OP please, PLEASE do something about this and try to find out more. In my area there have been multiple hit and run accidents resulting in pedestrian deaths in the past few months and three of them were caused by commercial vehicles. Usually the reports say there is no way the vehicle didn’t have damage to it and I’ve wondered what the business owners are thinking when their vehicles are returned with damage and they don’t call the police. I know this is roof damage but you mentioned not knowing if it could be a hit and run which made me think of this. This is not something you should overlook.

    1. Anono-Molly*

      To clarify, its the dishonesty here that worries me. If the employee would lie about hitting an object what would they do if they hit a person? I know two totally different things and someone might do one but not the other due to the seriousness. But it sends up a red flag to me.

  13. Wasted Donuts*

    I’m curious, how do you pinpoint where you think an accident was based on the GPS? What identifiers are included in that information?

    1. Episkey*

      Thinking that since the truck had roof damage on it, the GPS logs showed a location where the OP knows there is a low clearance that the truck shouldn’t have been driven under.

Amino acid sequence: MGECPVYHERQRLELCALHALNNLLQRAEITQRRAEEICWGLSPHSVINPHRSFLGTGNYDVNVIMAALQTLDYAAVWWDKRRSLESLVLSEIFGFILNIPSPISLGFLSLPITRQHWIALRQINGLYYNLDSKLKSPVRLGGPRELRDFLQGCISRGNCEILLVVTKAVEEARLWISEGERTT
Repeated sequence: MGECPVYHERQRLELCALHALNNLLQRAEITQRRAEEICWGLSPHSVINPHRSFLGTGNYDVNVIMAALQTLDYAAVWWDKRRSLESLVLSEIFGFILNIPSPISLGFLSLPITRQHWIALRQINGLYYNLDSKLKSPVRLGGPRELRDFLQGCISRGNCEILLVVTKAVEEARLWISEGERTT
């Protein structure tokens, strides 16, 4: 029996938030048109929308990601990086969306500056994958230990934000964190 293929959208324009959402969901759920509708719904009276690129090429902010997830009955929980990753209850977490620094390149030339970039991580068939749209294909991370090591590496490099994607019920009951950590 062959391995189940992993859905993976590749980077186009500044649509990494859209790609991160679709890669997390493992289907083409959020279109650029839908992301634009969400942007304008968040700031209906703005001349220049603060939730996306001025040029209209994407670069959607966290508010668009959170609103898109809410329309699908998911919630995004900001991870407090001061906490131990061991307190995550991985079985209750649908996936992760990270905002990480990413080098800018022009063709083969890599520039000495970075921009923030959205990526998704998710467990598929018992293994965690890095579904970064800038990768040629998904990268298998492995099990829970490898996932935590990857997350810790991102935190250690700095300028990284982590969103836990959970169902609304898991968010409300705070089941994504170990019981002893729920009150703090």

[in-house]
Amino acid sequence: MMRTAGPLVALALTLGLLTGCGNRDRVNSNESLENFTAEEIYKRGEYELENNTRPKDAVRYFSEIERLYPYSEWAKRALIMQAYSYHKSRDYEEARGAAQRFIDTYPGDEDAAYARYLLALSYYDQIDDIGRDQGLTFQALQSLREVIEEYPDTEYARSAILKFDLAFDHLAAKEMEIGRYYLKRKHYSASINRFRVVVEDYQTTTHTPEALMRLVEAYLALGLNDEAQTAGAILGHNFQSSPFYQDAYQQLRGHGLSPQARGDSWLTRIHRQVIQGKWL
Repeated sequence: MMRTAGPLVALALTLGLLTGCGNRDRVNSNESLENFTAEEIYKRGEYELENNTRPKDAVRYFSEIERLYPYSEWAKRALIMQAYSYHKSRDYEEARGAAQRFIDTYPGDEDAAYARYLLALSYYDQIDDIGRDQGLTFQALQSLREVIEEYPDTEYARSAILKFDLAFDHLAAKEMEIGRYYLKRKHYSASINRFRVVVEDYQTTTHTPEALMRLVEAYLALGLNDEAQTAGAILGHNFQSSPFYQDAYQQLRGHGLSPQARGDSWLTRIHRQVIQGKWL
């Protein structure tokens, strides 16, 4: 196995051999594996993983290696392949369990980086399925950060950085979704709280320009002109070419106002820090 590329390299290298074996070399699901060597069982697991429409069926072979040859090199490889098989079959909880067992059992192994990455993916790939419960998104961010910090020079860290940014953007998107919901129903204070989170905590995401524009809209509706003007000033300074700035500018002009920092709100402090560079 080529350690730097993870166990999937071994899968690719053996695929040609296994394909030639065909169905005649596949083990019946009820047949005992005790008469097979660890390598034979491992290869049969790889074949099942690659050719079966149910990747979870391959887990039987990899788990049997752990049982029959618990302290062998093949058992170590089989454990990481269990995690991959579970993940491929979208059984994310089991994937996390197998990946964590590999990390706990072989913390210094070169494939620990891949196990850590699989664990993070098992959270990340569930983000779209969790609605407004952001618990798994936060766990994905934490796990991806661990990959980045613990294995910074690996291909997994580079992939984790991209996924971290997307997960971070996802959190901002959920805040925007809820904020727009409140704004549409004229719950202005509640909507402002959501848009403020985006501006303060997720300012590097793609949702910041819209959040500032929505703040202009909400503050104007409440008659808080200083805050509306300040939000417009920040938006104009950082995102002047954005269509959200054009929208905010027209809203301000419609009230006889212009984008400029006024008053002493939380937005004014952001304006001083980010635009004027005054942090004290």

1. Wasted Donuts*

        That makes sense. Though I honestly can’t imagine being able to remember that just by looking on the GPS map. I guess it depends on where you live. Where I am there are so many roads and its very high population. Lived here all my life and there are still some local roads I have never been on and still need my GPS to get to places even just 10 minutes away from me and there’s usually 50 different ways to go anywhere. However, I could see recognizing something if the drivers follow particular routes or something like that.

        1. PizzaSquared*

          If you’ve driven a tall vehicle through areas with low clearance issues, you’re likely to remember where those low clearances are.

        2. Bea W*

          It depends. I am one of those weird people who sees a map in her head. The only time I need to pull out the GPS is when I’m in a totally new area and I’ve taken a wrong turn somewhere and know it. I use it maybe once or twice a year. I can also tell you all 50 different ways to get someplace. My normal mode is navigating without GPS and using couple lines of directions like “L on Main, second R on Teapot Rd, blue house on the left”.

          I actually really don’t like using the GPS because it does not show me a wide enough area. It’s too much of a disembodied street with no meaningful data for me to use. I feel like I am blindly following something that may or may not be taking me in the right direction.

          1. Wasted Donuts*